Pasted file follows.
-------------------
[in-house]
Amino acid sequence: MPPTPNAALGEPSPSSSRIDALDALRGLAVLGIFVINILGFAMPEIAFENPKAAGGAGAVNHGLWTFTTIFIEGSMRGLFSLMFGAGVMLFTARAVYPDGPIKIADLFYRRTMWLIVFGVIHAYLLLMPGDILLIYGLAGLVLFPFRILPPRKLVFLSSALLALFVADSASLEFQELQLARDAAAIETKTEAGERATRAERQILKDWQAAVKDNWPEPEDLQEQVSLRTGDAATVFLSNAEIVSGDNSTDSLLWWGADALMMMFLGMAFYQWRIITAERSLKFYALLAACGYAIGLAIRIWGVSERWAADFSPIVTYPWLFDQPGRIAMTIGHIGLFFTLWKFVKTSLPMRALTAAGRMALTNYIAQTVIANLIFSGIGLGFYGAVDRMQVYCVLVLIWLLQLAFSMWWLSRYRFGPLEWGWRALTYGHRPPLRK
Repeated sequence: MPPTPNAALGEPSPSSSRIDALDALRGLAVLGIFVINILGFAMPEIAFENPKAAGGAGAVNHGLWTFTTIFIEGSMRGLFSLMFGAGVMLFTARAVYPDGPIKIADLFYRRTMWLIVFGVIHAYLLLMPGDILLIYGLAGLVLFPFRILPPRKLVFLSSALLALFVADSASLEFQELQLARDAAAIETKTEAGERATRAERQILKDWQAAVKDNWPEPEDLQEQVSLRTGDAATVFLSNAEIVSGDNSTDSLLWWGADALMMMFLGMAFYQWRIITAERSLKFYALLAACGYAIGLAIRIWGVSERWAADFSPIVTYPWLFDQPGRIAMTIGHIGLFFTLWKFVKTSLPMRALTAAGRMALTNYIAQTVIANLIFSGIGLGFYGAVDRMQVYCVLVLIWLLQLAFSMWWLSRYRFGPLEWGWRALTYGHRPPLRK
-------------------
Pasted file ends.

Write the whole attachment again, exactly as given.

[in-house]
Amino acid sequence: MPPTPNAALGEPSPSSSRIDALDALRGLAVLGIFVINILGFAMPEIAFENPKAAGGAGAVNHGLWTFTTIFIEGSMRGLFSLMFGAGVMLFTARAVYPDGPIKIADLFYRRTMWLIVFGVIHAYLLLMPGDILLIYGLAGLVLFPFRILPPRKLVFLSSALLALFVADSASLEFQELQLARDAAAIETKTEAGERATRAERQILKDWQAAVKDNWPEPEDLQEQVSLRTGDAATVFLSNAEIVSGDNSTDSLLWWGADALMMMFLGMAFYQWRIITAERSLKFYALLAACGYAIGLAIRIWGVSERWAADFSPIVTYPWLFDQPGRIAMTIGHIGLFFTLWKFVKTSLPMRALTAAGRMALTNYIAQTVIANLIFSGIGLGFYGAVDRMQVYCVLVLIWLLQLAFSMWWLSRYRFGPLEWGWRALTYGHRPPLRK
Repeated sequence: MPPTPNAALGEPSPSSSRIDALDALRGLAVLGIFVINILGFAMPEIAFENPKAAGGAGAVNHGLWTFTTIFIEGSMRGLFSLMFGAGVMLFTARAVYPDGPIKIADLFYRRTMWLIVFGVIHAYLLLMPGDILLIYGLAGLVLFPFRILPPRKLVFLSSALLALFVADSASLEFQELQLARDAAAIETKTEAGERATRAERQILKDWQAAVKDNWPEPEDLQEQVSLRTGDAATVFLSNAEIVSGDNSTDSLLWWGADALMMMFLGMAFYQWRIITAERSLKFYALLAACGYAIGLAIRIWGVSERWAADFSPIVTYPWLFDQPGRIAMTIGHIGLFFTLWKFVKTSLPMRALTAAGRMALTNYIAQTVIANLIFSGIGLGFYGAVDRMQVYCVLVLIWLLQLAFSMWWLSRYRFGPLEWGWRALTYGHRPPLRK